Tag Archives: Korean film

Aloners

Jina (Gong Seung-yeon) is a solitary 20-something creature. She’s the top employee at a call centre where everyone is insulated by a cubicle and a set of headphones, but even when the headphones are off, Jina eats alone. Earbuds in, she walks home in her little bubble, never glancing up from her phone. She doesn’t notice or respond to anyone – not the next door neighbour, nor her father, nor the thump from a nearby apartment.

One day, Jina’s treasured solitude is pierced thoughtlessly by her boss, demanding that she train a new employee, a responsibility not normally in Jina’s purview. Once her impenetrable forcefield has been breached, it’s quickly followed by a second, more troubling violation. Her neighbour is found dead, alone in his apartment. Does this worry her? Scare her? Certainly it makes her meditate on her own death, whether she’ll be alone in the end, whether that’s the end she’d want. Does Jina truly enjoy her aloneness, or is it actually motivated by a fear of rejection, or perversely, a fear of being alone?

For her debut feature, director Hong Sung-eun tackles the concept of holojok, a Korean phenomenon encompassing the growing number of people who prefer to live alone (already a third of homes in Seoul!). Whether this is a true preference or if people have just succumbed to their antisocial tendencies and fear of alienation is more or less what Aloners tries to address.

The film is subtle, tender, and rather intimate. Jina is never judged, and she’s clearly not alone in experiencing this strange dissonance. Gong strikes the perfect balance as a woman forced out of the comfort of her shell, negotiating a world she normally avoids. There’s not much in the way of plot let alone drama or tension, but Hong holds our interest by building layers of mood, complexity of thought, and a changing atmosphere that make Jina’s world feel full, even when there’s an absence of people.

Aloners is an official selection of TIFF21.

Minari

This perfect little movie made my heart sing today. It’s humble and understated but flawlessly distills everything that is right about life and love and family and hope into a simple yet effective cinematic microcosm.

Jacob (Steven Yeun) moves his family from their small apartment in California to a farm in Arkansas. Well, a potential farm, at least. It has promise. At the moment it’s a small plot of land, a trailer, and a dream. Jacob’s wife Monica (Yeri Han) isn’t as enthusiastic about this dream, or about the trailer, or about leaving California, but she’s going along with it because finally her mother Soonja (Yuh-jung Youn) will be able to join them. Little David (Alan Kim) isn’t so keen on Grandma Soonja – she smells like Korea and swears like a sailor and prefers to gamble at cards than bake cookies like other grandmothers do. This Grandma’s a dud and she sleeps in his room!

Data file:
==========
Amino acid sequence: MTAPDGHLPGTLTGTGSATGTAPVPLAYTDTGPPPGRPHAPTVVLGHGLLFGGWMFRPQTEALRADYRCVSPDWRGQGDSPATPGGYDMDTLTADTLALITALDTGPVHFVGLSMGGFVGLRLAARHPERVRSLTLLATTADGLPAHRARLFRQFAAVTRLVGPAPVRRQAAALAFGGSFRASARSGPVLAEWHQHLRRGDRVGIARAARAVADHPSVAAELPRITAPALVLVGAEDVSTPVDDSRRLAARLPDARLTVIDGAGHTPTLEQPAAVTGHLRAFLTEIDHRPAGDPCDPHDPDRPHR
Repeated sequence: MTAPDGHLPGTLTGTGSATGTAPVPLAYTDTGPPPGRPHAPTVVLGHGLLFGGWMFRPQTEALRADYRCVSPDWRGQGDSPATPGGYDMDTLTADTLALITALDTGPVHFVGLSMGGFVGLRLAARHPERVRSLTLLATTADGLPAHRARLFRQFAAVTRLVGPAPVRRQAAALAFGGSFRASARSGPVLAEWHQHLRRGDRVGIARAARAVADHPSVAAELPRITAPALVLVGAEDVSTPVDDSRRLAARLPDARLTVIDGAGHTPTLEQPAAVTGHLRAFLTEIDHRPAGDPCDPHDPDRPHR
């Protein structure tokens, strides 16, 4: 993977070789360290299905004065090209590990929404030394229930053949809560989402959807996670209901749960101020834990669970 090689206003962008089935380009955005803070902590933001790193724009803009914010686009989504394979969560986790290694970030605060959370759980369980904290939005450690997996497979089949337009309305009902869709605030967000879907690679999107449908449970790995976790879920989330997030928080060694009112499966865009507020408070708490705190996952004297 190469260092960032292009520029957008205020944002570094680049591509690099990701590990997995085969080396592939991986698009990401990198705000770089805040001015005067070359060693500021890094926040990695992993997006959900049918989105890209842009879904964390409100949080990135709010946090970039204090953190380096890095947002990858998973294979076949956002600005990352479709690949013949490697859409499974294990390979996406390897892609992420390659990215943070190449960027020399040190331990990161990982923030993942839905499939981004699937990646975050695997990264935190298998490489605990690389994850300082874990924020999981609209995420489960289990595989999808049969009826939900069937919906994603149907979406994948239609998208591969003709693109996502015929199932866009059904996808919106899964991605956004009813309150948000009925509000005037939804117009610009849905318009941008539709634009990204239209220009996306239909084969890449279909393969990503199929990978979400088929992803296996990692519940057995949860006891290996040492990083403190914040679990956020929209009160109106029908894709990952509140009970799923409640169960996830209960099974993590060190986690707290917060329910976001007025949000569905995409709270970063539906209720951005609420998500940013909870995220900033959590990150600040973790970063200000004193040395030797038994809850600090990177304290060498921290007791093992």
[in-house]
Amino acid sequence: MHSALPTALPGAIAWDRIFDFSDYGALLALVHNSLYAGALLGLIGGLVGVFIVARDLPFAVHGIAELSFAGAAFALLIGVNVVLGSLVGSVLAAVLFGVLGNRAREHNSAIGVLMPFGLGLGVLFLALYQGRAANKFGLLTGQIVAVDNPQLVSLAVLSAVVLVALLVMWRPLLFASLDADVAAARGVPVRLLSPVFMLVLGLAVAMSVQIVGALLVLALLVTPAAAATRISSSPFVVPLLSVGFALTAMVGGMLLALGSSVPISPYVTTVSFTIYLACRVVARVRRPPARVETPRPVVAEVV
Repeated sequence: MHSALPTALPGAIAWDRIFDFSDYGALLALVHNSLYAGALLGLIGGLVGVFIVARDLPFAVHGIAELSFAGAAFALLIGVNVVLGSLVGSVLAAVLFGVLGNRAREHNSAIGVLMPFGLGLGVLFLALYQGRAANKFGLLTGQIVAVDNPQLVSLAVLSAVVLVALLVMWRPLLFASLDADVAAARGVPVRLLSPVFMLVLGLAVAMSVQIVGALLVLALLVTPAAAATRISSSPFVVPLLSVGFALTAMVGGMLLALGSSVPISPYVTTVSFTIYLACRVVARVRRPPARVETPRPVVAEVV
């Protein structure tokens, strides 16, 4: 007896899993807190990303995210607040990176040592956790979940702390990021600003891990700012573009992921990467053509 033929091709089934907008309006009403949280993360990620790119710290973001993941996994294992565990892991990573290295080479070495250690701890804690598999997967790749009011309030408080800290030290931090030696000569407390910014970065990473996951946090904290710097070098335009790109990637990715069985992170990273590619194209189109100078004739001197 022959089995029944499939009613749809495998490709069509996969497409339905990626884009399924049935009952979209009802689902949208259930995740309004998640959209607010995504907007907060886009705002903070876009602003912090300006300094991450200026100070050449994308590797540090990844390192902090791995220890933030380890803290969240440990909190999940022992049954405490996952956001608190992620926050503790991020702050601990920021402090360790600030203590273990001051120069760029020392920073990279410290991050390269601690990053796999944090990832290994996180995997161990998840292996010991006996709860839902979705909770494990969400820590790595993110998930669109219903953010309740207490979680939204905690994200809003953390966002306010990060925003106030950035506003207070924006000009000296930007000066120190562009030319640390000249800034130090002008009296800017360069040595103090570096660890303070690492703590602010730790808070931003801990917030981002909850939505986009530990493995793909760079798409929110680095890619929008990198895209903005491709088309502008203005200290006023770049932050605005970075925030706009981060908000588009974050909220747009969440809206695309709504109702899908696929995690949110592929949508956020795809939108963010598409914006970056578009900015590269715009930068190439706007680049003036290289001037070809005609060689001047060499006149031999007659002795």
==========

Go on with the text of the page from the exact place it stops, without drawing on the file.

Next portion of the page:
Jacob and Monica work at a local hatchery sexing chickens. David and sister Anne (Noel Cho) go to church to save on babysitting. Jacob and a religious zealot named Paul (Will Patton) plant seeds and irrigate the land. Soonja gets addicted to Mountain Dew. Minari is the story of an immigrant family in search of the American Dream in 1980s Arkansas. It may not be the typical experience, but it does manage to feel universal. At its heart, Minari is about family – about where we plant roots, how we cultivate intimacy, why a home is not the building that houses us but the people who live inside.

Writer-director Lee Isaac Chung allows the story to unfold naturally, never pushing us into emotions but quietly earning them nonetheless. The film is semi-autobiographical and benefits from Chung’s store of intimate details that really make his story come alive. They help establish a sense of time and place, an important backdrop to this family’s origin story. The Yi family is at a critical juncture; these hardships will either pull them apart or cement them together. Their instability puts a lot of stress on them, and what starts as a fight between mom and dad trickles down to insecurity in the children. Only Grandma, who has certainly seen much worse, is a constant source of strength and love. Little David doesn’t always love her back, in fact sometimes he’s downright cruel, but Grandma has nothing but love for him – just not the kind he’s become accustomed to from American sitcoms. It takes him a while to warm up to her, but their relationship is the best part of the movie.

Minari is named after a Korean plant, a resilient little bigger that has the strength and tenacity to grow even in rough soil. The movie, likewise, is deceptively simple, but once you crack the nut, its insides are warm and nourishing. The film is disarming, the cast is uniformly excellent, and Chung finds a perfect balance between the bitter and the sweet.
 

Minari is releasing on all digital and on-demand platforms across Canada on February 26th.

Space Sweepers

In 2092, forests have vanished and deserts spread over the land. Fading sun and acidic soil mean plants have disappeared and home has become unlivable. Fleeing the dying Earth, UTS Corporation builds a new orbiting home for humanity, but only a chosen few can ascend, and the head of the Corporation (Richard Armitage) has plans to unveil a new habitat on Mars, leaving those on Earth to their fate.